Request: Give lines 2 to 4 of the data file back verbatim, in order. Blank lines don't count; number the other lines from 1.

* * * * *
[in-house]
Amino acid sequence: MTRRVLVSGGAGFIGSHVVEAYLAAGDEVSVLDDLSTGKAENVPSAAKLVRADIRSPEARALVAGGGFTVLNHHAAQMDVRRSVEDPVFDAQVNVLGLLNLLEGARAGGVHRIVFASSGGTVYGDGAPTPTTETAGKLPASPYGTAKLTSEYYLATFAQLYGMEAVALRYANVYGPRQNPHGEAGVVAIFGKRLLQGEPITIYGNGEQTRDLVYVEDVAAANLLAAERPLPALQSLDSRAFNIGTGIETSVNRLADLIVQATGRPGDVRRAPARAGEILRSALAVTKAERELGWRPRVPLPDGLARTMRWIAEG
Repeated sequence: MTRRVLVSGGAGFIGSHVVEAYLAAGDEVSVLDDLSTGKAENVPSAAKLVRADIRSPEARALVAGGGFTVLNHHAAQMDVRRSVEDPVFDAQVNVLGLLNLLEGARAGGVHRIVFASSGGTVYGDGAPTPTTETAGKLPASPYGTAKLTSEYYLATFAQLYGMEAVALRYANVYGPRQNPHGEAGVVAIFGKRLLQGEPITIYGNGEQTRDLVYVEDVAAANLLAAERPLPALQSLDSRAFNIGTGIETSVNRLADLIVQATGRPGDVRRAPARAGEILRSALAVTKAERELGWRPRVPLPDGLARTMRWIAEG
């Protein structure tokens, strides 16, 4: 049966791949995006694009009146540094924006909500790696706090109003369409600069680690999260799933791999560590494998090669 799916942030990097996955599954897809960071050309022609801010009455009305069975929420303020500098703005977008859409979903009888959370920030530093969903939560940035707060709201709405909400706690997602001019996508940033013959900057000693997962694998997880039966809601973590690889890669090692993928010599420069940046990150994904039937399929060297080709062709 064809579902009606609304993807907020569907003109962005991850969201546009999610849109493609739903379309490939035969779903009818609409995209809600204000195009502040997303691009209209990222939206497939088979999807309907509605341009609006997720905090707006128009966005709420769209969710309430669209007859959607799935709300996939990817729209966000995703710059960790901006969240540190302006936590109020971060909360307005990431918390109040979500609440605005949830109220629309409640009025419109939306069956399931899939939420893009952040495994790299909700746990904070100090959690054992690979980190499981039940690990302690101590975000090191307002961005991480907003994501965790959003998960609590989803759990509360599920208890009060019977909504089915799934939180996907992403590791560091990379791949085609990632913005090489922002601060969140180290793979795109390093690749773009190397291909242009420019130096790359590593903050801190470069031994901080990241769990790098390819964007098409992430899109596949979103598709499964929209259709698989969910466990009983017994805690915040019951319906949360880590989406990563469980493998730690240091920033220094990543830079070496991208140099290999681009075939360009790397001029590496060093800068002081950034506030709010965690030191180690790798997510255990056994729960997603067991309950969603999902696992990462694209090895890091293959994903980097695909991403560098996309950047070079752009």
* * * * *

Amino acid sequence: MTRRVLVSGGAGFIGSHVVEAYLAAGDEVSVLDDLSTGKAENVPSAAKLVRADIRSPEARALVAGGGFTVLNHHAAQMDVRRSVEDPVFDAQVNVLGLLNLLEGARAGGVHRIVFASSGGTVYGDGAPTPTTETAGKLPASPYGTAKLTSEYYLATFAQLYGMEAVALRYANVYGPRQNPHGEAGVVAIFGKRLLQGEPITIYGNGEQTRDLVYVEDVAAANLLAAERPLPALQSLDSRAFNIGTGIETSVNRLADLIVQATGRPGDVRRAPARAGEILRSALAVTKAERELGWRPRVPLPDGLARTMRWIAEG
Repeated sequence: MTRRVLVSGGAGFIGSHVVEAYLAAGDEVSVLDDLSTGKAENVPSAAKLVRADIRSPEARALVAGGGFTVLNHHAAQMDVRRSVEDPVFDAQVNVLGLLNLLEGARAGGVHRIVFASSGGTVYGDGAPTPTTETAGKLPASPYGTAKLTSEYYLATFAQLYGMEAVALRYANVYGPRQNPHGEAGVVAIFGKRLLQGEPITIYGNGEQTRDLVYVEDVAAANLLAAERPLPALQSLDSRAFNIGTGIETSVNRLADLIVQATGRPGDVRRAPARAGEILRSALAVTKAERELGWRPRVPLPDGLARTMRWIAEG
């Protein structure tokens, strides 16, 4: 049966791949995006694009009146540094924006909500790696706090109003369409600069680690999260799933791999560590494998090669 799916942030990097996955599954897809960071050309022609801010009455009305069975929420303020500098703005977008859409979903009888959370920030530093969903939560940035707060709201709405909400706690997602001019996508940033013959900057000693997962694998997880039966809601973590690889890669090692993928010599420069940046990150994904039937399929060297080709062709 064809579902009606609304993807907020569907003109962005991850969201546009999610849109493609739903379309490939035969779903009818609409995209809600204000195009502040997303691009209209990222939206497939088979999807309907509605341009609006997720905090707006128009966005709420769209969710309430669209007859959607799935709300996939990817729209966000995703710059960790901006969240540190302006936590109020971060909360307005990431918390109040979500609440605005949830109220629309409640009025419109939306069956399931899939939420893009952040495994790299909700746990904070100090959690054992690979980190499981039940690990302690101590975000090191307002961005991480907003994501965790959003998960609590989803759990509360599920208890009060019977909504089915799934939180996907992403590791560091990379791949085609990632913005090489922002601060969140180290793979795109390093690749773009190397291909242009420019130096790359590593903050801190470069031994901080990241769990790098390819964007098409992430899109596949979103598709499964929209259709698989969910466990009983017994805690915040019951319906949360880590989406990563469980493998730690240091920033220094990543830079070496991208140099290999681009075939360009790397001029590496060093800068002081950034506030709010965690030191180690790798997510255990056994729960997603067991309950969603999902696992990462694209090895890091293959994903980097695909991403560098996309950047070079752009």